Nevada Gov. Sandoval unsure about energy deregulation
Special to the Nevada Appeal
Gov. Brian Sandoval says he’s still undecided on how to vote on the proposed constitutional amendment to end the monopoly for Nevada power companies.
He said Monday he voted two years ago to open the system to competition. But he said he wants to read all the reports on the pros and cons on Question 3 on the November ballot.
His State Public Utilities Commission issued a report deregulation would mean higher rates for residential customers in the first six years. But it might mean benefits initially for big users.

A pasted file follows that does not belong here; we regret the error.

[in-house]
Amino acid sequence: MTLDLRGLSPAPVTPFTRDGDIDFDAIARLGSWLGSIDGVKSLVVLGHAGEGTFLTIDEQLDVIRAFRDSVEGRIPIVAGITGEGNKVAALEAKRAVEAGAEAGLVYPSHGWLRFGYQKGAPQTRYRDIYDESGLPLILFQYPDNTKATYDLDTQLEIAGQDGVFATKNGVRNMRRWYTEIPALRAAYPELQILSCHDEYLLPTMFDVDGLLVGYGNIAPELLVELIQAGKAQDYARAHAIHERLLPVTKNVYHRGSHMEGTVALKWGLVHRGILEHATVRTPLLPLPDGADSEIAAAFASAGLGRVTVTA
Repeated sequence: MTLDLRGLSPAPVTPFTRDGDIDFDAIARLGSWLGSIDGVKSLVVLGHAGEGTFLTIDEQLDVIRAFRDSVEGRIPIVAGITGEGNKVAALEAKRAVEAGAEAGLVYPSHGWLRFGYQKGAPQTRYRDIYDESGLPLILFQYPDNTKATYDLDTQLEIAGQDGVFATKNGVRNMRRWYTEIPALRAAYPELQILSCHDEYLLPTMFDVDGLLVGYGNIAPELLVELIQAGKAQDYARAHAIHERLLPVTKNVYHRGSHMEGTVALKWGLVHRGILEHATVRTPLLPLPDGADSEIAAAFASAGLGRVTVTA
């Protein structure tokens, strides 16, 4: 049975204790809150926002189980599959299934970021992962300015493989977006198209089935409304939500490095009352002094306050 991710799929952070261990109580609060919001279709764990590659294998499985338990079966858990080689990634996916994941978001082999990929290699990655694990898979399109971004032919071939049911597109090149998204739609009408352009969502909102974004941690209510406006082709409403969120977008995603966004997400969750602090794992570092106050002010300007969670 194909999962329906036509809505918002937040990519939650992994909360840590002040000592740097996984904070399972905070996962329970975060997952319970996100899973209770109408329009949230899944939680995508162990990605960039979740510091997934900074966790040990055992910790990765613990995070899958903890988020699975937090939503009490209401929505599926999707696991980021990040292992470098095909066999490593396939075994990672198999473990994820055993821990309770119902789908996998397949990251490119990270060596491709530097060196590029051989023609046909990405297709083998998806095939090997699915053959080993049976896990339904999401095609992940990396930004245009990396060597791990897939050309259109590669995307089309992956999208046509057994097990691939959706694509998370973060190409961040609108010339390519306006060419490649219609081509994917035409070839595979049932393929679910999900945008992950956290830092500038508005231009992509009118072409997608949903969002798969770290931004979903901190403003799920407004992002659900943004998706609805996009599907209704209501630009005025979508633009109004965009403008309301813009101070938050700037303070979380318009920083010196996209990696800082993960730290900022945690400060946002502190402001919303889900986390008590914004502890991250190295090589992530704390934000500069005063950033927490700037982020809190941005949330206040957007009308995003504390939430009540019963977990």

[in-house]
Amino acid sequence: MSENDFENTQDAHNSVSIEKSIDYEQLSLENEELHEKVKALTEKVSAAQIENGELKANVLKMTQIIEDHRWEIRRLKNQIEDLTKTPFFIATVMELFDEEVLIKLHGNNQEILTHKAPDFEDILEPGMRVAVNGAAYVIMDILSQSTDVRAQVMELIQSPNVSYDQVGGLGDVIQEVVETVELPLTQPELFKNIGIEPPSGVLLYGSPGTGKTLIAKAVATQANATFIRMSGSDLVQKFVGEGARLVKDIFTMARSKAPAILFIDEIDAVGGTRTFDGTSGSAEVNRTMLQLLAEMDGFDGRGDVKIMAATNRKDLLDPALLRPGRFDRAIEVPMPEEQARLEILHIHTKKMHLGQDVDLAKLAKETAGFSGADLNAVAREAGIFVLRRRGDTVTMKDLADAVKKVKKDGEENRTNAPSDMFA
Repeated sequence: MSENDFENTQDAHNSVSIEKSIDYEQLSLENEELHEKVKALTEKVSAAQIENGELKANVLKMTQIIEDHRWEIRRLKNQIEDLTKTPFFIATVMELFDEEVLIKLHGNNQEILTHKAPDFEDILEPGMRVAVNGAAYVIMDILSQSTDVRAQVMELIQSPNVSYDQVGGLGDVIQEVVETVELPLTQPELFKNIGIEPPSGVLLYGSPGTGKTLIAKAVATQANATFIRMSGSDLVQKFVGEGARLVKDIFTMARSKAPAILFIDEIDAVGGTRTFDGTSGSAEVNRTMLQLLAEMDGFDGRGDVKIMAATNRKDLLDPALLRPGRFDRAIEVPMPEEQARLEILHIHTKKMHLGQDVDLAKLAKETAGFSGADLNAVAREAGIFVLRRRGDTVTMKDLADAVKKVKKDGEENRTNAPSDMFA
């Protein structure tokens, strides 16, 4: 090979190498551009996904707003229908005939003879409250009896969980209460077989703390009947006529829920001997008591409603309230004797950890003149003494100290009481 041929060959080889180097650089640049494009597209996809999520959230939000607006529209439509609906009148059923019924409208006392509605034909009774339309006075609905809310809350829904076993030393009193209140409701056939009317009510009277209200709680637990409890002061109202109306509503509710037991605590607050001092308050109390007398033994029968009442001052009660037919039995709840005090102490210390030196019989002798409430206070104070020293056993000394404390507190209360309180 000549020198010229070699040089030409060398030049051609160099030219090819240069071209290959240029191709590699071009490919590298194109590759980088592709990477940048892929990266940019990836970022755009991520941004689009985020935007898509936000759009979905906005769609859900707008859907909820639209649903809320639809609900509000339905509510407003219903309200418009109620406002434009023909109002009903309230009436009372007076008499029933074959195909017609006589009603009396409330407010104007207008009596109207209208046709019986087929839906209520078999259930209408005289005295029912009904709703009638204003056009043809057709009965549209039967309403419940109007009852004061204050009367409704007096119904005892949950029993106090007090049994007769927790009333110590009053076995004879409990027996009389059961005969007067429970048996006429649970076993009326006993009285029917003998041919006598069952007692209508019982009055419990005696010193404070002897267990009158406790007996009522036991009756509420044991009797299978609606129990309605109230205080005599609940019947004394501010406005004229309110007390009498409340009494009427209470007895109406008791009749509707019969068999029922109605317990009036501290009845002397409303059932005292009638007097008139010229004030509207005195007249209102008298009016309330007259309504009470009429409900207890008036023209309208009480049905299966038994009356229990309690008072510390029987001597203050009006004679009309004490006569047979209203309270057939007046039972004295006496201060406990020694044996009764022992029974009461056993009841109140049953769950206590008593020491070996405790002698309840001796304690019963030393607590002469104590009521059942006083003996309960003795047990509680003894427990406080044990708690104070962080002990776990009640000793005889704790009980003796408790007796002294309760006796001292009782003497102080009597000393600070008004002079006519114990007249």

The governor said there are reports from a legislative committee, from the Guinn group and from those who support and those who oppose the project. He wants to give “careful” consideration to all the studies and arguments.
He said he intends to make a decision before the election but doesn’t know if he’ll make it public.
Attorney General Adam Laxalt, a GOP candidate, told a meeting in Clark County he favors competition. But Clark County Commissioner Steve Sisolak, the Democratic candidate for governor, favors maintaining the present system which is regulated by the Public Utilities Commission.
The introductory 80-hour program — announced in May as one solution to Nevada’s oft-lamented skilled labor shortages — is designed to train people in construction, building maintenance and related trades.